I have been doing a review of my reading and writing thus far. Over the past few months, I have collated a lot of great material to work with, both with my own autobiographical writing and with the autobiographies of other working-class women – there are a number of contemporary autobiographies and several older unpublished ones to add to my repertoire. I believe I have two prospective books in the making. Actually, I could do with some help to get to grips with all the material. I’m starting the creative writing course soon, so that should be productive.
I think it’s a good idea to draw a line in my autobiography where I went to University the first time round – as an undergraduate. Like I said, that way I’ve come full circle, which lends the opportunity to do all kinds of intellectualizing. Let’s call this Volume One.
I’ve obviously missed a lot out. But life-writing is necessarily selective, and we all have our reasons: some deliberate, others not so.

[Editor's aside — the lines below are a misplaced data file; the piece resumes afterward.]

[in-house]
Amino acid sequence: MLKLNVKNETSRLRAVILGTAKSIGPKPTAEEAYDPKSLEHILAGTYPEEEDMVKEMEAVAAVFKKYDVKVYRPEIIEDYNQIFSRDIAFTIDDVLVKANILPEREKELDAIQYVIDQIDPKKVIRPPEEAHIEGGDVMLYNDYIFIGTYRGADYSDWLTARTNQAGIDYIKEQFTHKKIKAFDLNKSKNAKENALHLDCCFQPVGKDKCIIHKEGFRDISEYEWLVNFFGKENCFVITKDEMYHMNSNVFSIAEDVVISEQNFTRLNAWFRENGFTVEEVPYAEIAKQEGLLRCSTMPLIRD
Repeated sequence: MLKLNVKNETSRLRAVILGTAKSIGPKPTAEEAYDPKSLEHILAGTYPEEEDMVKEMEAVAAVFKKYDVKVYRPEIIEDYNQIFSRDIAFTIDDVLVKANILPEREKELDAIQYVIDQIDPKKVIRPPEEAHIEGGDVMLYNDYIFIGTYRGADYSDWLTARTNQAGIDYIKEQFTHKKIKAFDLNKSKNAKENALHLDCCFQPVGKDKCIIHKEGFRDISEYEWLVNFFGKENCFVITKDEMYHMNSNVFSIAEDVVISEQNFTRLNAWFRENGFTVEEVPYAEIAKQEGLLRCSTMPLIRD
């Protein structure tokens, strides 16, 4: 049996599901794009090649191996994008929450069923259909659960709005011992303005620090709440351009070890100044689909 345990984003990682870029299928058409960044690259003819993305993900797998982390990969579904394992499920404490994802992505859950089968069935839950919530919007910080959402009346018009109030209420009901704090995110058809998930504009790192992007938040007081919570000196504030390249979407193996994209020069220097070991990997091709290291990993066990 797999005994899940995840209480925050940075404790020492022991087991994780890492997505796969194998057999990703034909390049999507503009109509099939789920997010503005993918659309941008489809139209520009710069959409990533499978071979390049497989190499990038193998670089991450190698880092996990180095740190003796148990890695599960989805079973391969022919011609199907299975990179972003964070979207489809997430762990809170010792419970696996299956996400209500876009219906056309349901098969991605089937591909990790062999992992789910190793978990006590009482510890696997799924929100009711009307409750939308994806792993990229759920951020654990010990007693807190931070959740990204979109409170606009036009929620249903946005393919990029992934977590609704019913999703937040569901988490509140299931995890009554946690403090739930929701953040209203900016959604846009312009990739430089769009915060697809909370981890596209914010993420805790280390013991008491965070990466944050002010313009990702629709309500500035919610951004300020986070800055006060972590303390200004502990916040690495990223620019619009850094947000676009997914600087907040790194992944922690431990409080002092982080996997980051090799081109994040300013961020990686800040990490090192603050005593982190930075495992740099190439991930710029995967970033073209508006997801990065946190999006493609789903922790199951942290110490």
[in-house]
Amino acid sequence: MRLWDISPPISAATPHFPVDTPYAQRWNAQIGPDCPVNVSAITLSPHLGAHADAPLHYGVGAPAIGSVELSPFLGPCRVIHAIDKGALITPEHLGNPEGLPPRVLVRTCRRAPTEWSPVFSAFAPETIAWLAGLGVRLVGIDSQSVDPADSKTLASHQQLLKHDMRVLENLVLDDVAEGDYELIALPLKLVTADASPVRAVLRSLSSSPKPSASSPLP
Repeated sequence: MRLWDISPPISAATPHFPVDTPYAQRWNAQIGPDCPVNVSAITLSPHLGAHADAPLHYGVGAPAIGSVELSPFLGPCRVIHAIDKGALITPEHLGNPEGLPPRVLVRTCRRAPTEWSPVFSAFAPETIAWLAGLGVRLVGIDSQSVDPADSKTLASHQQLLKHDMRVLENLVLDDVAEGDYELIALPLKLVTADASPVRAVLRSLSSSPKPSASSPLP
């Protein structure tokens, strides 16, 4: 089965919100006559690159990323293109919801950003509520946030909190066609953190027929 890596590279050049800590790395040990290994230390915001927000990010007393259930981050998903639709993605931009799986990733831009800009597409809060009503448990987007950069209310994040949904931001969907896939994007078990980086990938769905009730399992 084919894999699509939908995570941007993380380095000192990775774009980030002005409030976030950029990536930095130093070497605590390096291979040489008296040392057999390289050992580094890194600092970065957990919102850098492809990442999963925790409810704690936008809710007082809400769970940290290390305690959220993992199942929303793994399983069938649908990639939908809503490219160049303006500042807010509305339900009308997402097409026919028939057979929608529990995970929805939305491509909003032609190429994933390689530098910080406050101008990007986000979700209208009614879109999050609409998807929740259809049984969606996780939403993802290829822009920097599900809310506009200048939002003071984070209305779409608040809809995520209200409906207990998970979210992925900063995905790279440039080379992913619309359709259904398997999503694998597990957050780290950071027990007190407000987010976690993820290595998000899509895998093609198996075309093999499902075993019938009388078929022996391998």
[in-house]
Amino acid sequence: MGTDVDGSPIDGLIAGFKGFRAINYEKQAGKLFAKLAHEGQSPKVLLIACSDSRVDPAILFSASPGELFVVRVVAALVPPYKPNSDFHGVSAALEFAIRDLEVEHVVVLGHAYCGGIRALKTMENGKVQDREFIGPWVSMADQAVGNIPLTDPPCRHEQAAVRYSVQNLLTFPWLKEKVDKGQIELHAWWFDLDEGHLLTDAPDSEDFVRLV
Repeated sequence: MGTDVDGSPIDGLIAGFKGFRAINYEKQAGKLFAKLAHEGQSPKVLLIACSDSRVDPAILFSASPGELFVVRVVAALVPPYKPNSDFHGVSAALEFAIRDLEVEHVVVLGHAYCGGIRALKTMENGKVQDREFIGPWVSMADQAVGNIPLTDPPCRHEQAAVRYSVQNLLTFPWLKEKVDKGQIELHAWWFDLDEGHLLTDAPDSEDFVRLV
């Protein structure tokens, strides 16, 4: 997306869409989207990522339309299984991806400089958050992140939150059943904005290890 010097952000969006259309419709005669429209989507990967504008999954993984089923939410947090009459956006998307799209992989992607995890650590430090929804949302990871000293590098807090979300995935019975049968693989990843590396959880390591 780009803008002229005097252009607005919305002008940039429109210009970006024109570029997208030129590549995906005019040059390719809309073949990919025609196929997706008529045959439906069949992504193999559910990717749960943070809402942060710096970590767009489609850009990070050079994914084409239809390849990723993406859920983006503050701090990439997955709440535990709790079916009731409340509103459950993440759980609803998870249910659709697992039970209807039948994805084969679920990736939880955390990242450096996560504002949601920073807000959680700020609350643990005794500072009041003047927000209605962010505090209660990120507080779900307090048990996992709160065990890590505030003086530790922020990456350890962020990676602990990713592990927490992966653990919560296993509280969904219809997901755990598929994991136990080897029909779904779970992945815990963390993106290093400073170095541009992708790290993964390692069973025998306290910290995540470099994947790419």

At this point, I think it would be fruitful to elaborate on what I’ve already written, and the issues it raises, and to fill in some of the gaps of my story.
I will continue to read other working-class women's autobiographies, and to post some of my favourite quotations. There is a continuation of working-class experience (and some notable differences, of course) and overall there is solidarity to be gained from reading about other working-class women's lives.
There is a poetry module on the creative writing course, so in anticipation of that I will seek out some working-class women's poetry to help get myself acclimatized. If I see any I particularly like; I will post it for your very own appreciation, dear reader.
To cut a long story short: